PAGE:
But is this all a pipe dream? Could it really happen? Not while Bray and friends are around ignoring the scientific evidence and continuing to push carbs on us all. But if these guys ever shuffle on off, there is a chance. It has happened before.
Fifty years ago everyone and his brother smoked. It was the thing to do. When I was a kid my parents smoked and all my friends’ parents smoked. Every time I ate dinner, my mother had a cigarette going at one end of the table while my father had one going at the other. A haze of smoke always hung in our house. But I didn’t think anything of it, because a haze of smoke hung in the houses of all my friends. Whenever I went someplace in the car with my parents or with the parents of my friends, the car was full of smoke. It was a way of life. As my mother – who is now a nonsmoker – never tires of telling me, back then if you didn’t smoke, you were considered some kind of freak.
If you watched TV at that time, it seemed that every show was sponsored by a cigarette company. It’s difficult to believe now how pervasive smoking and cigarette commercials were at that time. I’ve posted videos of a few of these commercials here and here. Everyone got into the act. Even the Beverly Hillbillies.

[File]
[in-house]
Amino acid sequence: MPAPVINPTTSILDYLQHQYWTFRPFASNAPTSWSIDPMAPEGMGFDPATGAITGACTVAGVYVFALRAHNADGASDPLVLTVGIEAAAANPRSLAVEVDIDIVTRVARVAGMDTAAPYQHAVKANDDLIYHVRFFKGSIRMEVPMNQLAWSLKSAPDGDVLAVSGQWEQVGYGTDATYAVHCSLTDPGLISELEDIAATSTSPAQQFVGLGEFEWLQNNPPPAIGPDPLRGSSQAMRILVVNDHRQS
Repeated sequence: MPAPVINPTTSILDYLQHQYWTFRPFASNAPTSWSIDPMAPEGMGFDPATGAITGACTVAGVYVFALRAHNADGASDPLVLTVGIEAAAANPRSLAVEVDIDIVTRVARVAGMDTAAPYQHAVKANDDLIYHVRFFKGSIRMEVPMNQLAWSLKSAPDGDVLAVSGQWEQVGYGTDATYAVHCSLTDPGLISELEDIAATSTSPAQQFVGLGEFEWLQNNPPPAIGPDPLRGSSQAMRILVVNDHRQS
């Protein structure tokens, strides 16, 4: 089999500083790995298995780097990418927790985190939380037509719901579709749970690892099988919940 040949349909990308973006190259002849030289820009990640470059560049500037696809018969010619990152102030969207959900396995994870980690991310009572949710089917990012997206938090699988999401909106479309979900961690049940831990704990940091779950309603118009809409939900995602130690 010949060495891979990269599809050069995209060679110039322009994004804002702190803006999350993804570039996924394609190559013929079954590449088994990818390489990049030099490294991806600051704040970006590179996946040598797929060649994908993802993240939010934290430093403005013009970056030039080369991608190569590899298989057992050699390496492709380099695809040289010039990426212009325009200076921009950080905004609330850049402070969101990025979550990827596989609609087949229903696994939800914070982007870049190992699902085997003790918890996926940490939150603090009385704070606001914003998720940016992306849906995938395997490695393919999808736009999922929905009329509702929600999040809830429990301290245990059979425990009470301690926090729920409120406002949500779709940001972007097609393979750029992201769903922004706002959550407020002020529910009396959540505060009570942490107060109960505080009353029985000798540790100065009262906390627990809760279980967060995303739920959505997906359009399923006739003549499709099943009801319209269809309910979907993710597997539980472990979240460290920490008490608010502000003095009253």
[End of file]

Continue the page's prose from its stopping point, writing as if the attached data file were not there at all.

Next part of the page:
And professional athletes.
There were no nonsmoking sections in restaurants. People smoked on planes and even in theaters. If you want to get some notion of what is was like, look at a few episodes of Prime Suspect, the terrific Brit detective series starring Helen Mirren. You can almost get nicotine toxic just watching. Granted, this series was filmed in the UK, but it presents smoking the way it was so widely done in the US a generation or two ago.
Now substantially fewer people smoke, and those few who do are, for the most part, apologetic about it. Now there aren’t just nonsmoking sections in restaurants, the entire restaurant is nonsmoking. People can’t smoke in office buildings, public buildings, or much of anywhere else. There are no ads for cigarettes on TV or in magazines or newspapers, and there are no billboards encouraging smoking. As far as smoking is concerned, it’s a different world.